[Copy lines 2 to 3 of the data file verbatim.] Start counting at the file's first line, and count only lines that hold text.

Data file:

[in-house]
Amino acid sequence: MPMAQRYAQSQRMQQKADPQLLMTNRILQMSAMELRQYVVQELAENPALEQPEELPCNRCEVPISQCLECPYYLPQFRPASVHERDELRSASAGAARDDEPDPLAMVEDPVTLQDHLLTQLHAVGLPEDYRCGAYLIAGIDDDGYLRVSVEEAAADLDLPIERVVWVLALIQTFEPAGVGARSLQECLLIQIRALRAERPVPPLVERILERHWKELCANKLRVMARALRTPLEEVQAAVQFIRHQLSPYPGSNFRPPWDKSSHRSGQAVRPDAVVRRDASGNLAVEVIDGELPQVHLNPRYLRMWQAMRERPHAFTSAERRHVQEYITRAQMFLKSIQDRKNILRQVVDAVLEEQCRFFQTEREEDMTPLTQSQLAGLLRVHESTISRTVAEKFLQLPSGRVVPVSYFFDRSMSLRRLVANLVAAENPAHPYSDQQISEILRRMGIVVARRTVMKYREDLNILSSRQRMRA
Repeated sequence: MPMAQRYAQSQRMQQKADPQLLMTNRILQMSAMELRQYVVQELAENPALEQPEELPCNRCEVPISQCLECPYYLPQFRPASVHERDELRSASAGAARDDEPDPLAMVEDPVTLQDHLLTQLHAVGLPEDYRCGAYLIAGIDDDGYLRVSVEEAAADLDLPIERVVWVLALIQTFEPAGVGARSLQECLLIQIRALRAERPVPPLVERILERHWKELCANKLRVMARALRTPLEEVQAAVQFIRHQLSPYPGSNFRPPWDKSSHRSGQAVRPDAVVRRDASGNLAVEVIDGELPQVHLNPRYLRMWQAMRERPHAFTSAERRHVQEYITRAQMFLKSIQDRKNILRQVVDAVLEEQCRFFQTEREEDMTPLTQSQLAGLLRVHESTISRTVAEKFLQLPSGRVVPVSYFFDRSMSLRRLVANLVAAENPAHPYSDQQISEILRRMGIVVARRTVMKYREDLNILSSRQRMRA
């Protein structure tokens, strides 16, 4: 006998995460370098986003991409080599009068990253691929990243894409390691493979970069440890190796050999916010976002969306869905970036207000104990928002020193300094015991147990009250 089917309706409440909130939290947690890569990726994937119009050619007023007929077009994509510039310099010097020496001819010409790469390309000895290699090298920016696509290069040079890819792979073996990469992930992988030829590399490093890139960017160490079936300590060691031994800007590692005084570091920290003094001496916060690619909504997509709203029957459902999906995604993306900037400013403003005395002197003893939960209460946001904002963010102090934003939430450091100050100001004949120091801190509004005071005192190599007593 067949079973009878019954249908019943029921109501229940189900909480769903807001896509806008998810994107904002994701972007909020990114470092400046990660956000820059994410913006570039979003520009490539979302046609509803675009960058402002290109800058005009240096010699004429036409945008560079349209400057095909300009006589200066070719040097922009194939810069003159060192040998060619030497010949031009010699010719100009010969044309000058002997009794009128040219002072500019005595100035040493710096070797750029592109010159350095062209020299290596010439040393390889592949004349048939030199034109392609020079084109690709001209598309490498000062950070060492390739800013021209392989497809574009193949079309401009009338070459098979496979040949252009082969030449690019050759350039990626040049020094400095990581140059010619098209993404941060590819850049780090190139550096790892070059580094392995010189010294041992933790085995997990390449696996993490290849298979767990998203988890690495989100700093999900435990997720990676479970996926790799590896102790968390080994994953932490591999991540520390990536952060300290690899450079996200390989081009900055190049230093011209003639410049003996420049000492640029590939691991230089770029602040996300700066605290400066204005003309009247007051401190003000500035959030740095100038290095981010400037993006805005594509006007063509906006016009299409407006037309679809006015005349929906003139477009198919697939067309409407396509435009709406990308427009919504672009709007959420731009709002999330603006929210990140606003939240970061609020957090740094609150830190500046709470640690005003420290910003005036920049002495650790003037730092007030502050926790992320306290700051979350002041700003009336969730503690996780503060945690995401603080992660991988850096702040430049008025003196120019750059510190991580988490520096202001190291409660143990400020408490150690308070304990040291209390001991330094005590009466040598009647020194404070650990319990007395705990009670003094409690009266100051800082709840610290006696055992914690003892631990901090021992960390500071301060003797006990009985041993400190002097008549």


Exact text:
Amino acid sequence: MPMAQRYAQSQRMQQKADPQLLMTNRILQMSAMELRQYVVQELAENPALEQPEELPCNRCEVPISQCLECPYYLPQFRPASVHERDELRSASAGAARDDEPDPLAMVEDPVTLQDHLLTQLHAVGLPEDYRCGAYLIAGIDDDGYLRVSVEEAAADLDLPIERVVWVLALIQTFEPAGVGARSLQECLLIQIRALRAERPVPPLVERILERHWKELCANKLRVMARALRTPLEEVQAAVQFIRHQLSPYPGSNFRPPWDKSSHRSGQAVRPDAVVRRDASGNLAVEVIDGELPQVHLNPRYLRMWQAMRERPHAFTSAERRHVQEYITRAQMFLKSIQDRKNILRQVVDAVLEEQCRFFQTEREEDMTPLTQSQLAGLLRVHESTISRTVAEKFLQLPSGRVVPVSYFFDRSMSLRRLVANLVAAENPAHPYSDQQISEILRRMGIVVARRTVMKYREDLNILSSRQRMRA
Repeated sequence: MPMAQRYAQSQRMQQKADPQLLMTNRILQMSAMELRQYVVQELAENPALEQPEELPCNRCEVPISQCLECPYYLPQFRPASVHERDELRSASAGAARDDEPDPLAMVEDPVTLQDHLLTQLHAVGLPEDYRCGAYLIAGIDDDGYLRVSVEEAAADLDLPIERVVWVLALIQTFEPAGVGARSLQECLLIQIRALRAERPVPPLVERILERHWKELCANKLRVMARALRTPLEEVQAAVQFIRHQLSPYPGSNFRPPWDKSSHRSGQAVRPDAVVRRDASGNLAVEVIDGELPQVHLNPRYLRMWQAMRERPHAFTSAERRHVQEYITRAQMFLKSIQDRKNILRQVVDAVLEEQCRFFQTEREEDMTPLTQSQLAGLLRVHESTISRTVAEKFLQLPSGRVVPVSYFFDRSMSLRRLVANLVAAENPAHPYSDQQISEILRRMGIVVARRTVMKYREDLNILSSRQRMRA